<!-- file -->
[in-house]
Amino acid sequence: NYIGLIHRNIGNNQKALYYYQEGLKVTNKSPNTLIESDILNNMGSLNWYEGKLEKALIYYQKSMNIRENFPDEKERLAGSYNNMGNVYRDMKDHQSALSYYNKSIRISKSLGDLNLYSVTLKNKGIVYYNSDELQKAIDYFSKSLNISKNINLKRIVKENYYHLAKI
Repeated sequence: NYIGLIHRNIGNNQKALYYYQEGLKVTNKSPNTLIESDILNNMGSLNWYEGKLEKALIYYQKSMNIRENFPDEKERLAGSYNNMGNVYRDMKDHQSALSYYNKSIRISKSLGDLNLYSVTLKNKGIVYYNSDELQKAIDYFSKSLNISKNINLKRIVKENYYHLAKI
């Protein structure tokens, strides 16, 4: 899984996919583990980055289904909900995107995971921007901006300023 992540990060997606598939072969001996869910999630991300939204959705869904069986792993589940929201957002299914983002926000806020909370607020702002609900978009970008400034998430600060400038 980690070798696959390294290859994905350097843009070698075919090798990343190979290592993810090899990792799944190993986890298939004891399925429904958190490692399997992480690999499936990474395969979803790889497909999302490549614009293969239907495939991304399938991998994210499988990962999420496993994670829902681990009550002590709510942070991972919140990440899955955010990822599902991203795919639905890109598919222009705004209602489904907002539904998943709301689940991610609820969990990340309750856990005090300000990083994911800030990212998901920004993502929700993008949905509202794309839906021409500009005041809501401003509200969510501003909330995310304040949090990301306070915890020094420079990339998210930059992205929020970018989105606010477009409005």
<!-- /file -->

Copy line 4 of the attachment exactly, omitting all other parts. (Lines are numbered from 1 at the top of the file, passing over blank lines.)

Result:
């Protein structure tokens, strides 16, 4: 899984996919583990980055289904909900995107995971921007901006300023 992540990060997606598939072969001996869910999630991300939204959705869904069986792993589940929201957002299914983002926000806020909370607020702002609900978009970008400034998430600060400038 980690070798696959390294290859994905350097843009070698075919090798990343190979290592993810090899990792799944190993986890298939004891399925429904958190490692399997992480690999499936990474395969979803790889497909999302490549614009293969239907495939991304399938991998994210499988990962999420496993994670829902681990009550002590709510942070991972919140990440899955955010990822599902991203795919639905890109598919222009705004209602489904907002539904998943709301689940991610609820969990990340309750856990005090300000990083994911800030990212998901920004993502929700993008949905509202794309839906021409500009005041809501401003509200969510501003909330995310304040949090990301306070915890020094420079990339998210930059992205929020970018989105606010477009409005």